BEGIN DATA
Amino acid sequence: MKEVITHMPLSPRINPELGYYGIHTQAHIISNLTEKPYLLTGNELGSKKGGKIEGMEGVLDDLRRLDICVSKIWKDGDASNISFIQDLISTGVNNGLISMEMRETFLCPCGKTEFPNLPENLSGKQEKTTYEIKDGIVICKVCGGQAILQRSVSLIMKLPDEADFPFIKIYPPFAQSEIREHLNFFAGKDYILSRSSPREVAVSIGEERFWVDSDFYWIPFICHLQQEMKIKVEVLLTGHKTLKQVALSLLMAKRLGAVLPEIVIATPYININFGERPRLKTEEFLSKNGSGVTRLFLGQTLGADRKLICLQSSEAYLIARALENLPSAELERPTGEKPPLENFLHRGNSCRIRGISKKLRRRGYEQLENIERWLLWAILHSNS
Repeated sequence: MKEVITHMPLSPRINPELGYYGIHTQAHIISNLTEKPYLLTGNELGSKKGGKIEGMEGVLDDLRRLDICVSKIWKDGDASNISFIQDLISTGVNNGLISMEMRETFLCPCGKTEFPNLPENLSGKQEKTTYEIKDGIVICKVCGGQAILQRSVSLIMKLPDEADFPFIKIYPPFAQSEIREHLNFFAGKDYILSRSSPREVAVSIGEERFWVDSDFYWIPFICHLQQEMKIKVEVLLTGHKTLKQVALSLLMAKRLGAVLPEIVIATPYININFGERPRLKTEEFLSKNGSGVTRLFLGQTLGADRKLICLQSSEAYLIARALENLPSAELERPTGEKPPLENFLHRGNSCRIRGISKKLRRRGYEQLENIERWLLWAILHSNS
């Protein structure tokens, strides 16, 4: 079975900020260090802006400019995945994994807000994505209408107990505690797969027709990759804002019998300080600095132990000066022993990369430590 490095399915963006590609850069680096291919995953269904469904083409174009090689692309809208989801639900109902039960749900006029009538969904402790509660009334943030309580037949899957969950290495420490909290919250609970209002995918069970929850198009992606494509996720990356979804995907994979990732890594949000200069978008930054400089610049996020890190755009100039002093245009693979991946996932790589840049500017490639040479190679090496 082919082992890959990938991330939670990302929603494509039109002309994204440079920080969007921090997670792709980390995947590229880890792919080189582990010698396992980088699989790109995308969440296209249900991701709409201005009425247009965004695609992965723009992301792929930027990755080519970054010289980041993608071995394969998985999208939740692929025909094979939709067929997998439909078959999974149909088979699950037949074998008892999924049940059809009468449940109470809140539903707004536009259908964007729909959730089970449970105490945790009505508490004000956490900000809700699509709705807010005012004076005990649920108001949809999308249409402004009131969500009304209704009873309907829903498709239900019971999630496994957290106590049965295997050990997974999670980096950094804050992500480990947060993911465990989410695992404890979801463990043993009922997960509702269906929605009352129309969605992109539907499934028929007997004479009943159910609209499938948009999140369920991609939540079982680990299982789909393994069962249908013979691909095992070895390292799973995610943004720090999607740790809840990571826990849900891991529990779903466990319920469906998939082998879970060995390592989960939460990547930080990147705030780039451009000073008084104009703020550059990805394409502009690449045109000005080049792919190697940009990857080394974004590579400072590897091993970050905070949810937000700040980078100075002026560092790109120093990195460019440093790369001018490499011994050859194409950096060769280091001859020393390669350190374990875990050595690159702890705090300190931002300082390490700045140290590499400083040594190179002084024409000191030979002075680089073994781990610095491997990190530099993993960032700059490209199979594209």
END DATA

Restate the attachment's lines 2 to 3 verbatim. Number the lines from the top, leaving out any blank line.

Repeated sequence: MKEVITHMPLSPRINPELGYYGIHTQAHIISNLTEKPYLLTGNELGSKKGGKIEGMEGVLDDLRRLDICVSKIWKDGDASNISFIQDLISTGVNNGLISMEMRETFLCPCGKTEFPNLPENLSGKQEKTTYEIKDGIVICKVCGGQAILQRSVSLIMKLPDEADFPFIKIYPPFAQSEIREHLNFFAGKDYILSRSSPREVAVSIGEERFWVDSDFYWIPFICHLQQEMKIKVEVLLTGHKTLKQVALSLLMAKRLGAVLPEIVIATPYININFGERPRLKTEEFLSKNGSGVTRLFLGQTLGADRKLICLQSSEAYLIARALENLPSAELERPTGEKPPLENFLHRGNSCRIRGISKKLRRRGYEQLENIERWLLWAILHSNS
């Protein structure tokens, strides 16, 4: 079975900020260090802006400019995945994994807000994505209408107990505690797969027709990759804002019998300080600095132990000066022993990369430590 490095399915963006590609850069680096291919995953269904469904083409174009090689692309809208989801639900109902039960749900006029009538969904402790509660009334943030309580037949899957969950290495420490909290919250609970209002995918069970929850198009992606494509996720990356979804995907994979990732890594949000200069978008930054400089610049996020890190755009100039002093245009693979991946996932790589840049500017490639040479190679090496 082919082992890959990938991330939670990302929603494509039109002309994204440079920080969007921090997670792709980390995947590229880890792919080189582990010698396992980088699989790109995308969440296209249900991701709409201005009425247009965004695609992965723009992301792929930027990755080519970054010289980041993608071995394969998985999208939740692929025909094979939709067929997998439909078959999974149909088979699950037949074998008892999924049940059809009468449940109470809140539903707004536009259908964007729909959730089970449970105490945790009505508490004000956490900000809700699509709705807010005012004076005990649920108001949809999308249409402004009131969500009304209704009873309907829903498709239900019971999630496994957290106590049965295997050990997974999670980096950094804050992500480990947060993911465990989410695992404890979801463990043993009922997960509702269906929605009352129309969605992109539907499934028929007997004479009943159910609209499938948009999140369920991609939540079982680990299982789909393994069962249908013979691909095992070895390292799973995610943004720090999607740790809840990571826990849900891991529990779903466990319920469906998939082998879970060995390592989960939460990547930080990147705030780039451009000073008084104009703020550059990805394409502009690449045109000005080049792919190697940009990857080394974004590579400072590897091993970050905070949810937000700040980078100075002026560092790109120093990195460019440093790369001018490499011994050859194409950096060769280091001859020393390669350190374990875990050595690159702890705090300190931002300082390490700045140290590499400083040594190179002084024409000191030979002075680089073994781990610095491997990190530099993993960032700059490209199979594209």